Insanity defence

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In criminal law, insanity is a defence that arises from a claim that the perpetrator was acting under the influence of an 'internal' derrangement of the mind. An 'external' derrangement may constitute Automatism. Note that insanity has been held to include epilepsy.

Insanity can be raised in a jury trial or a summary trial, although the latter is unusual. Although the procedure for a plea of insanity in a trial on indictment are fixed by statute, the right to plead insanity in a summary trial remains a common law matter, so the procedures are different. In particular, a successful defence of insanity in a magistrates' court results in an Acquital, while in a jury trial there is either a Discharge, or an order for detention in hospital or treatment (as for a claim that the accused is unfit to plead -- see: Insanity and unfitness to plead).

Where insanity is offered as a defence -- rather than as a claim of unfitness to plead -- the relevant question is whether the accused was insane at the time of the offence. It is therefore unlikely that direct medical evidence can be offered. Instead, the court usually decides on the basis of the Mnaghten rules.

Before the abolition of the death penalty, and the introduction of the defence of Diminished responsibility, insanity was often claimed in Murder cases. Although the plea, if accepted, may have resulted in indefinite detention, this was the lesser of two evils. After the introduction of diminished responsibility it became less popular; defendants preferred to risk conviction rather than indefinite detention. Recently, courts have been given the power to discharge defendants who successfully claim insanity, subject to a treatment or supervision order, so it is possible that insanity may become a more useful defence.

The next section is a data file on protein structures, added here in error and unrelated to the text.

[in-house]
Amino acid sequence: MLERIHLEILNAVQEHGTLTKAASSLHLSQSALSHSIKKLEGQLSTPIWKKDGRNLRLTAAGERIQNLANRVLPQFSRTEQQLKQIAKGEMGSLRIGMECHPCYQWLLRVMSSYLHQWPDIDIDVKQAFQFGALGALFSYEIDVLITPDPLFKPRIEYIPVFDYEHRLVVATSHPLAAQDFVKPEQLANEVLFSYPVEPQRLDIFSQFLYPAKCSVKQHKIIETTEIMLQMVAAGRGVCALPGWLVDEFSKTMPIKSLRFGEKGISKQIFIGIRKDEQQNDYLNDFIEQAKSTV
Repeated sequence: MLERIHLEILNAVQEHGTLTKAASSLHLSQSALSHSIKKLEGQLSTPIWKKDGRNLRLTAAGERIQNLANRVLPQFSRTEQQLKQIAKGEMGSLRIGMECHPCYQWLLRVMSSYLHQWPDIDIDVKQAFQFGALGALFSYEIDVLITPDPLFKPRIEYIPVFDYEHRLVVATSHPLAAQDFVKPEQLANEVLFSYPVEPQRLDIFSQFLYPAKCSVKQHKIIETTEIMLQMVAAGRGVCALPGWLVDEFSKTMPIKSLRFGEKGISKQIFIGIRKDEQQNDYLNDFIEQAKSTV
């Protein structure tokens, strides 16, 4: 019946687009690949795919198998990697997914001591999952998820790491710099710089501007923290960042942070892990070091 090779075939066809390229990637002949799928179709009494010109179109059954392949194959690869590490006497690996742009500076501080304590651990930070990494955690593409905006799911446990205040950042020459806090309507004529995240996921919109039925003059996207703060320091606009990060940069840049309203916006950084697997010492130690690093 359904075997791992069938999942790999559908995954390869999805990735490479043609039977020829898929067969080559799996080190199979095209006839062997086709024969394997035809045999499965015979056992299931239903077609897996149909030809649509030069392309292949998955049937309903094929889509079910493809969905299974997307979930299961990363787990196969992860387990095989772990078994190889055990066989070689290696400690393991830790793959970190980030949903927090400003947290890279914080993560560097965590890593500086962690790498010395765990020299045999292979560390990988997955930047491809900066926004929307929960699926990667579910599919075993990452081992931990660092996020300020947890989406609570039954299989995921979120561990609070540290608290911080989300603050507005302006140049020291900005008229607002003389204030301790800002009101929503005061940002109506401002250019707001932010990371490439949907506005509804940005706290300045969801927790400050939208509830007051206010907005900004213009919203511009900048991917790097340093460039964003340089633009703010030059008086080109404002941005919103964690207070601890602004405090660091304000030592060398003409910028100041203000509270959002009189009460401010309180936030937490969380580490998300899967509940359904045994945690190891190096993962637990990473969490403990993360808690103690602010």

In law, insanity is a legal term, not a medical one. There may be no correspondence between what the accused would call insanity and the legal definition.

It is not clear whether a defence of insanity can be raised to any offence. Particularly troublesome is its application to Strict liability offences. If one contends that the defence of insanity asserts lack of Mens Rea, then clearly Strict liability offences will be outside its scope. However, the limb of the M'Naghten Rules that allows the defence if the accused 'did not know he was doing wrong' clearly does not rely on absence of Mens Rea. There is no clear answer to this problem.

Either the defendant or the prosecution may raise the question of the defendant's sanity. Typically the prosecution will do this in response to a plea of automatism. This has sometimes been successful, because the boundary between insanity and automatism is not entirely clear. There is now a right of appeal for the accused who is acquitted on the ground of insanity. Although it may seem strange to appeal against an acquital, many people do not care for the stigma of insanity, even if it does result in an acquital. The introduction of a right to appeal was therefore widely welcomed.

Criminal Law